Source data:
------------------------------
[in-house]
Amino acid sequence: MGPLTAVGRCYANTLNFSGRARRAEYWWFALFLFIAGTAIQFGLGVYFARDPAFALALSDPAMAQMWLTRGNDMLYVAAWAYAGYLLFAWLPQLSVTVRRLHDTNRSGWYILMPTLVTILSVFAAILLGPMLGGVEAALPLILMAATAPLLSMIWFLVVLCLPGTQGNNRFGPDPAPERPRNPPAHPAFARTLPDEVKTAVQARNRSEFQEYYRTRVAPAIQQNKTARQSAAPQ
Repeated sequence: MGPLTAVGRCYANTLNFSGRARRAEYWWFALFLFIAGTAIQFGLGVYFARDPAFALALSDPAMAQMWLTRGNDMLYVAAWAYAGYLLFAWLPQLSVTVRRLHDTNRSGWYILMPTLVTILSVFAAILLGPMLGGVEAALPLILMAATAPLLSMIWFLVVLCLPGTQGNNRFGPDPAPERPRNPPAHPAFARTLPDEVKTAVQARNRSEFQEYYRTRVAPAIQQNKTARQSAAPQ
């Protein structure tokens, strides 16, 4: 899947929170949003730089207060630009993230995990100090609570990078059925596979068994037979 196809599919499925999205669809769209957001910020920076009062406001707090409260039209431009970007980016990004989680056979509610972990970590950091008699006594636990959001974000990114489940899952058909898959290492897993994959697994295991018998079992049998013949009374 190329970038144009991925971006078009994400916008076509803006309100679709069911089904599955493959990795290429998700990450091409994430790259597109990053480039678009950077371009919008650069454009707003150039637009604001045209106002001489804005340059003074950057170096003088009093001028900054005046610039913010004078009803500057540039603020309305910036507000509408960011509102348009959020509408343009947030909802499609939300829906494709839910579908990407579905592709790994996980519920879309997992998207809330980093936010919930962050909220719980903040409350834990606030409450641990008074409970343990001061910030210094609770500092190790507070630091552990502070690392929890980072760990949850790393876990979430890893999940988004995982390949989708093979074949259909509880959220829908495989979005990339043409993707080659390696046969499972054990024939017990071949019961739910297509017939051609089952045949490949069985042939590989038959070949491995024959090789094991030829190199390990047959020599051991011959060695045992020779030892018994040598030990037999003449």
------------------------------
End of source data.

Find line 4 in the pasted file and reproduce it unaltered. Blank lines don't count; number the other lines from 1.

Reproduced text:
């Protein structure tokens, strides 16, 4: 899947929170949003730089207060630009993230995990100090609570990078059925596979068994037979 196809599919499925999205669809769209957001910020920076009062406001707090409260039209431009970007980016990004989680056979509610972990970590950091008699006594636990959001974000990114489940899952058909898959290492897993994959697994295991018998079992049998013949009374 190329970038144009991925971006078009994400916008076509803006309100679709069911089904599955493959990795290429998700990450091409994430790259597109990053480039678009950077371009919008650069454009707003150039637009604001045209106002001489804005340059003074950057170096003088009093001028900054005046610039913010004078009803500057540039603020309305910036507000509408960011509102348009959020509408343009947030909802499609939300829906494709839910579908990407579905592709790994996980519920879309997992998207809330980093936010919930962050909220719980903040409350834990606030409450641990008074409970343990001061910030210094609770500092190790507070630091552990502070690392929890980072760990949850790393876990979430890893999940988004995982390949989708093979074949259909509880959220829908495989979005990339043409993707080659390696046969499972054990024939017990071949019961739910297509017939051609089952045949490949069985042939590989038959070949491995024959090789094991030829190199390990047959020599051991011959060695045992020779030892018994040598030990037999003449």